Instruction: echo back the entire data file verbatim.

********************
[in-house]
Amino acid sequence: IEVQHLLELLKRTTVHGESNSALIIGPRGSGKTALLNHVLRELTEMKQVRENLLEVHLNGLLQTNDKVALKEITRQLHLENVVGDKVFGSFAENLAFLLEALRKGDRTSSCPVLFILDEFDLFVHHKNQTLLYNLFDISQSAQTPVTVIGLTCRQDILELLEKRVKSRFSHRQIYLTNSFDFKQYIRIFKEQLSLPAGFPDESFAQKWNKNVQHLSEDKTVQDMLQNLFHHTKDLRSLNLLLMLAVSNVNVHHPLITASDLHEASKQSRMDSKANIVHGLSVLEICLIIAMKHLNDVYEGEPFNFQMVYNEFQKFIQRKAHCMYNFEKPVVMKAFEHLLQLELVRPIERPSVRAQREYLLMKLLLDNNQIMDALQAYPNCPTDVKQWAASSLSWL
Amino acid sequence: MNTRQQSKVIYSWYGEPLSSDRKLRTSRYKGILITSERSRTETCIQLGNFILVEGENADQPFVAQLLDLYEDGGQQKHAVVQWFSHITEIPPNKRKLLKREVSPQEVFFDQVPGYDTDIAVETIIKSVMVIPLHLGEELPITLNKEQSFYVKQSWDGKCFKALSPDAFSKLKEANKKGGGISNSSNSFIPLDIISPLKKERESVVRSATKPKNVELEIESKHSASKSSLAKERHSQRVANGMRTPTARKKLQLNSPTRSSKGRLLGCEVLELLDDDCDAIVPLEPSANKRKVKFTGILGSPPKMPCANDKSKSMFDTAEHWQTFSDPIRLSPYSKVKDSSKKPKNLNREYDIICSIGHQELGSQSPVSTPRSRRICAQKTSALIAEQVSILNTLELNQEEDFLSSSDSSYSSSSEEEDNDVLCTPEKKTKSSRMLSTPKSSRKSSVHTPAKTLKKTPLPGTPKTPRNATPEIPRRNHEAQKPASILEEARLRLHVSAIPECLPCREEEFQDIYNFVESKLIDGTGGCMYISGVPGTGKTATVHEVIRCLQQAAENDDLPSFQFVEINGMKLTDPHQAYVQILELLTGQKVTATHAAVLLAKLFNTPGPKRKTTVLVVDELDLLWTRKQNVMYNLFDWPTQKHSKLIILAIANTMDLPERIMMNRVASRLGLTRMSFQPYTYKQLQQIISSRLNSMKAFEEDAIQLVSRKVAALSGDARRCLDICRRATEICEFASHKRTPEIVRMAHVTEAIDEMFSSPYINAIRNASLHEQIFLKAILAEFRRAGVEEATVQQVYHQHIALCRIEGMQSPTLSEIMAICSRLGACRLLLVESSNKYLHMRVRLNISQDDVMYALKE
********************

[in-house]
Amino acid sequence: IEVQHLLELLKRTTVHGESNSALIIGPRGSGKTALLNHVLRELTEMKQVRENLLEVHLNGLLQTNDKVALKEITRQLHLENVVGDKVFGSFAENLAFLLEALRKGDRTSSCPVLFILDEFDLFVHHKNQTLLYNLFDISQSAQTPVTVIGLTCRQDILELLEKRVKSRFSHRQIYLTNSFDFKQYIRIFKEQLSLPAGFPDESFAQKWNKNVQHLSEDKTVQDMLQNLFHHTKDLRSLNLLLMLAVSNVNVHHPLITASDLHEASKQSRMDSKANIVHGLSVLEICLIIAMKHLNDVYEGEPFNFQMVYNEFQKFIQRKAHCMYNFEKPVVMKAFEHLLQLELVRPIERPSVRAQREYLLMKLLLDNNQIMDALQAYPNCPTDVKQWAASSLSWL
Amino acid sequence: MNTRQQSKVIYSWYGEPLSSDRKLRTSRYKGILITSERSRTETCIQLGNFILVEGENADQPFVAQLLDLYEDGGQQKHAVVQWFSHITEIPPNKRKLLKREVSPQEVFFDQVPGYDTDIAVETIIKSVMVIPLHLGEELPITLNKEQSFYVKQSWDGKCFKALSPDAFSKLKEANKKGGGISNSSNSFIPLDIISPLKKERESVVRSATKPKNVELEIESKHSASKSSLAKERHSQRVANGMRTPTARKKLQLNSPTRSSKGRLLGCEVLELLDDDCDAIVPLEPSANKRKVKFTGILGSPPKMPCANDKSKSMFDTAEHWQTFSDPIRLSPYSKVKDSSKKPKNLNREYDIICSIGHQELGSQSPVSTPRSRRICAQKTSALIAEQVSILNTLELNQEEDFLSSSDSSYSSSSEEEDNDVLCTPEKKTKSSRMLSTPKSSRKSSVHTPAKTLKKTPLPGTPKTPRNATPEIPRRNHEAQKPASILEEARLRLHVSAIPECLPCREEEFQDIYNFVESKLIDGTGGCMYISGVPGTGKTATVHEVIRCLQQAAENDDLPSFQFVEINGMKLTDPHQAYVQILELLTGQKVTATHAAVLLAKLFNTPGPKRKTTVLVVDELDLLWTRKQNVMYNLFDWPTQKHSKLIILAIANTMDLPERIMMNRVASRLGLTRMSFQPYTYKQLQQIISSRLNSMKAFEEDAIQLVSRKVAALSGDARRCLDICRRATEICEFASHKRTPEIVRMAHVTEAIDEMFSSPYINAIRNASLHEQIFLKAILAEFRRAGVEEATVQQVYHQHIALCRIEGMQSPTLSEIMAICSRLGACRLLLVESSNKYLHMRVRLNISQDDVMYALKE